The popular Tibetan blogger and intellectual Druklo, more widely known by his pen name Shokjang, has written an eloquent and remarkable letter from detention appealing against his three-year prison sentence. The letter, which is translated in full below into English after it was circulated on Chinese social media, was handwritten in Tibetan and addressed to the Qinghai Higher People’s Court.
There was widespread dismay when Shokjang was detained by security police on March 19, 2015, and sentenced to three years in prison, with numerous netizens expressing their sadness, and Shokjang’s innocence. An intellectual, blogger and writer, Shokjang is known for his reflective and thought-provoking articles on issues of contemporary concern such as ethnic policy and settlement of nomads.
His letter to the authorities is dated February 24 (2016), although it has only just reached Tibetan exiles, including the former Tibetan political prisoner Golog Jigme, who now lives in Switzerland, and who knew Shokjang in Tibet. According to sources, Shokjang is still being held in detention in Rebkong (Chinese: Tongren), Qinghai, where he was first arrested, and has not yet been transferred to a prison.
The precisely-worded text of Shokjang’s letter both conveys the absurdity of the charges against him and reveals a fellow feeling with Chinese and other Tibetans who experience similar ordeals. He writes: “China is a vast country with 56 different nationalities, and Tibetans are one of the largest minorities. I am a Chinese citizen, and as a Tibetan intellectual, I have to be concerned for the precious lives of my own kin. If doing so is called ‘instigating separatism’, nothing is more laughable. I might joyfully and voluntarily serve my sentence, but I never want to be a person without regard for the lives of his brothers and sisters. Come to that, I would do the same for our Chinese brothers and sisters.”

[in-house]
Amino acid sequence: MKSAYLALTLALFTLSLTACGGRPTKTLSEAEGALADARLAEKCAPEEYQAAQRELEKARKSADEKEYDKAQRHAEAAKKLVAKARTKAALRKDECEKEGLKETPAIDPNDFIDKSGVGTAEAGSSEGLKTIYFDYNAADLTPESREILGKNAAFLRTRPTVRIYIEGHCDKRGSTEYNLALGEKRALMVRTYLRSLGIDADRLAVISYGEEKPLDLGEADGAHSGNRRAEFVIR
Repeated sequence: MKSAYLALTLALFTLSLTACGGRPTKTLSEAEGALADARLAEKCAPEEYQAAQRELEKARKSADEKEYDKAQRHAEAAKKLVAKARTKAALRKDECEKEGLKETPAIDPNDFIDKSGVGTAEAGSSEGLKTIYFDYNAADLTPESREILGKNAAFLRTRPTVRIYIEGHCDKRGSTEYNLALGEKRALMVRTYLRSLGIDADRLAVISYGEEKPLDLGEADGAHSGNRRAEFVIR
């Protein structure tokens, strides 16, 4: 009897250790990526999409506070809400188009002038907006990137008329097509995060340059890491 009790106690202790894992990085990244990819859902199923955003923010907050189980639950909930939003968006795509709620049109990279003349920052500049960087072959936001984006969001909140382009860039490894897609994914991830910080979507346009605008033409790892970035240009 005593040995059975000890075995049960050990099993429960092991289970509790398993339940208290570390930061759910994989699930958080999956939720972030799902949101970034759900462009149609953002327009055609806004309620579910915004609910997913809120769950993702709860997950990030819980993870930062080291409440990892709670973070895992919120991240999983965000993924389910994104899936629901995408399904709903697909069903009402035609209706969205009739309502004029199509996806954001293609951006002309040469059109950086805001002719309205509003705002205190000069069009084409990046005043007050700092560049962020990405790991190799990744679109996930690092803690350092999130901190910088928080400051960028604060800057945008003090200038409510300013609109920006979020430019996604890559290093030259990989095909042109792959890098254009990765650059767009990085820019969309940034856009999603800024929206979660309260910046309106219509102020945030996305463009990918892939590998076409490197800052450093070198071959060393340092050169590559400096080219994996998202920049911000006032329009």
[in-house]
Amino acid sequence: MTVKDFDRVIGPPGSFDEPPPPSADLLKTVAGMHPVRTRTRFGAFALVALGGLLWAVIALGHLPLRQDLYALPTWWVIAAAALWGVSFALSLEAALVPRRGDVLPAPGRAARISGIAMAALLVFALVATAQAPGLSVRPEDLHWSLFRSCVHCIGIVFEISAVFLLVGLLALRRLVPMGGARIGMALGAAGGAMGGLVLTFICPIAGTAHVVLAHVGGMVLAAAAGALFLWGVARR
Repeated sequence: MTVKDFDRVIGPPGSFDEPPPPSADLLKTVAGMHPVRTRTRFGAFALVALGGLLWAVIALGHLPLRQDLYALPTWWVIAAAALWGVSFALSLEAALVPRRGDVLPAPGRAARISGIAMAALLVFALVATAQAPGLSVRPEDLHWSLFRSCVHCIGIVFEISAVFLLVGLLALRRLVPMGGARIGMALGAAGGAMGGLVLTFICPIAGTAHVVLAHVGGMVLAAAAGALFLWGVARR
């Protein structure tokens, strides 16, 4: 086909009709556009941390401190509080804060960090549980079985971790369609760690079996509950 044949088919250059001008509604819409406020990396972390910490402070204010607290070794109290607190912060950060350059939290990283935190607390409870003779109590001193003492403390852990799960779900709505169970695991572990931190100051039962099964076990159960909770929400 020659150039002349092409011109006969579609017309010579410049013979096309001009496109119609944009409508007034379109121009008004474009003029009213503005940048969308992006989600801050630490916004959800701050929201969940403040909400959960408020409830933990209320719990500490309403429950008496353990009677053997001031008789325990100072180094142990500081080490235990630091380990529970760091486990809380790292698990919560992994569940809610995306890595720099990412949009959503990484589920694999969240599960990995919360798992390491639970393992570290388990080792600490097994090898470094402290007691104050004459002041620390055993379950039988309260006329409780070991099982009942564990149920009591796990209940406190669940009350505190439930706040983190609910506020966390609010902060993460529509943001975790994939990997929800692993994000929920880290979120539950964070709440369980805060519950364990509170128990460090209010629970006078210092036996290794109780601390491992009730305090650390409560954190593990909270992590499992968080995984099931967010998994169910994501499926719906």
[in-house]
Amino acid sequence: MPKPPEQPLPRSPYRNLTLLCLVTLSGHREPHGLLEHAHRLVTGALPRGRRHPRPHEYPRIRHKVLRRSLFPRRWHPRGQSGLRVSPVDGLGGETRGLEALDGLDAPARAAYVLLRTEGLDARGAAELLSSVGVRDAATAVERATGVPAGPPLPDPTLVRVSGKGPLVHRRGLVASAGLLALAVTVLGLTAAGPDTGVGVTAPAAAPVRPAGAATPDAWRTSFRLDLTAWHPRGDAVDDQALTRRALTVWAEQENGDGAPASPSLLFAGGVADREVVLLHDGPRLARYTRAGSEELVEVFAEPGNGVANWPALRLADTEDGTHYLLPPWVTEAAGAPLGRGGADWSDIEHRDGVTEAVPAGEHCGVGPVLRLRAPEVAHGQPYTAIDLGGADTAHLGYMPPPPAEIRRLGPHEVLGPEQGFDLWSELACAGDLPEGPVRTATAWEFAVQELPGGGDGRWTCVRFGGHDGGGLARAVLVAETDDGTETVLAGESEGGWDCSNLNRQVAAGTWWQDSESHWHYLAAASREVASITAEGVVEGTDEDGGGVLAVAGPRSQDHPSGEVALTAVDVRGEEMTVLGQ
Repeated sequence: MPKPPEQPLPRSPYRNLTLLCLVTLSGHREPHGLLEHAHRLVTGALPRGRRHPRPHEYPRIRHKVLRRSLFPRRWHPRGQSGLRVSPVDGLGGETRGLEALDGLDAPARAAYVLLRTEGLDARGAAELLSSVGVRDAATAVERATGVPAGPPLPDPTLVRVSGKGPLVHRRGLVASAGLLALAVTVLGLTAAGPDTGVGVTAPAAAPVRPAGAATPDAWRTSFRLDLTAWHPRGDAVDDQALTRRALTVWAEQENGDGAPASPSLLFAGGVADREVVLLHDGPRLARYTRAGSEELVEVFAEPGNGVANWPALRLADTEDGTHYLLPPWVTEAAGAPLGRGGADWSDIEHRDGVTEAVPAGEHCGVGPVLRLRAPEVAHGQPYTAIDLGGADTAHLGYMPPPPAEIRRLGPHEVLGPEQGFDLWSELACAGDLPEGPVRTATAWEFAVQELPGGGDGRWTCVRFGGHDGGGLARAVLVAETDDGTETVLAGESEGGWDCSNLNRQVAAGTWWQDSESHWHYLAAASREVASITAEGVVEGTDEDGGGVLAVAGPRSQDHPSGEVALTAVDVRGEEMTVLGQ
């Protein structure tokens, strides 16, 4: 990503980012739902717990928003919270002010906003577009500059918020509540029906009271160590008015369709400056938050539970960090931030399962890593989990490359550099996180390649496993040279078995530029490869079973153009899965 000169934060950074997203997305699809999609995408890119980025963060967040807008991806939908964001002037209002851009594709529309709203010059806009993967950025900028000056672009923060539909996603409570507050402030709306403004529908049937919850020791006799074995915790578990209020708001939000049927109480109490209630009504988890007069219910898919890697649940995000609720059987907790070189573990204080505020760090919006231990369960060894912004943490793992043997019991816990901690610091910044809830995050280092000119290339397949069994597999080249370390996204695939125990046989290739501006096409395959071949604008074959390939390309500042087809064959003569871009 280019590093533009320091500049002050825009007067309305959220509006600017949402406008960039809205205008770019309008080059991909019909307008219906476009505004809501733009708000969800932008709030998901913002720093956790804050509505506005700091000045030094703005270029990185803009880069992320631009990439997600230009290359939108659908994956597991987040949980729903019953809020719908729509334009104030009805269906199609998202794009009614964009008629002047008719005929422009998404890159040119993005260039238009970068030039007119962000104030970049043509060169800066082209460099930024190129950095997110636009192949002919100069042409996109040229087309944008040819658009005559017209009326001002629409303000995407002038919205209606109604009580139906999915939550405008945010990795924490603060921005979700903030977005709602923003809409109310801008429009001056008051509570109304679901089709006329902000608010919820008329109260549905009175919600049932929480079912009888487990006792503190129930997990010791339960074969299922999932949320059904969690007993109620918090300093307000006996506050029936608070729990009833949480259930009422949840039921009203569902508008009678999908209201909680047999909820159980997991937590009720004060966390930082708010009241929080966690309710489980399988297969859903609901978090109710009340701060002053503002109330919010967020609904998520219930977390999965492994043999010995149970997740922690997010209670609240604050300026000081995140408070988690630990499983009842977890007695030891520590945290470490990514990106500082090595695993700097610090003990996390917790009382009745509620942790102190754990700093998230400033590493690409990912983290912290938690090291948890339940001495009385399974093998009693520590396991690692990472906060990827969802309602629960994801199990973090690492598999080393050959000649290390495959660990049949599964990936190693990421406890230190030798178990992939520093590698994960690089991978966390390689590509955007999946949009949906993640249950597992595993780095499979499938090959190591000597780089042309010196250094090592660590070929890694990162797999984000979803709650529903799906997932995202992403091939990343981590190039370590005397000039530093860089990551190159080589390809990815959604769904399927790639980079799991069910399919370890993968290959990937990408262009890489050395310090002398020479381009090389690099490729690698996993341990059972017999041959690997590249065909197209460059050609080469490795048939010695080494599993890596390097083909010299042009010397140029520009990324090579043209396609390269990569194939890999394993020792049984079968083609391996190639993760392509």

Shokjang’s open letter details for the first time the elements of the case against him, which he says the Malho (Chinese: Huangnan) People’s Court (in Qinghai) describe as ‘inciting the splitting of the nation’. In his letter Shokjang gives a nuanced and sophisticated analysis against characterizing his writings as ‘separatist’, focusing on the use of the word ‘instigating’ or ‘inciting’ ‘separatism’ : “If one talks about instigating separatism, I have not written even a word of separatism, much less instigated it. If I write about an incident in which I suffered harm, and that becomes an unfounded accusation against me, and I write an appeal to the court about the incident, that does not make me a separatist. Helplessly subject to a punishment that makes your flesh creep the more you think about it, I appeal to the Higher People’s Court to look for the objective truth.”
In his precise and reasoned argument, Shokjang points out that his right to written expression is enshrined in, and protected by, the Chinese Constitution, and writes that if he is a ‘splittist’, then so, potentially, are Chinese and Tibetan tourists who post observations about their experiences in Tibet on social media: “If such situations in the cultural sphere turn into serious political issues, issues of national separatism, does that make visitors from both nationalities who post photos and other observations on the situation at Kumbum monastery on the internet into perpetrators of separatism? By this logic, only a minority of the general public would not be considered as separatists or instigators of separatism.”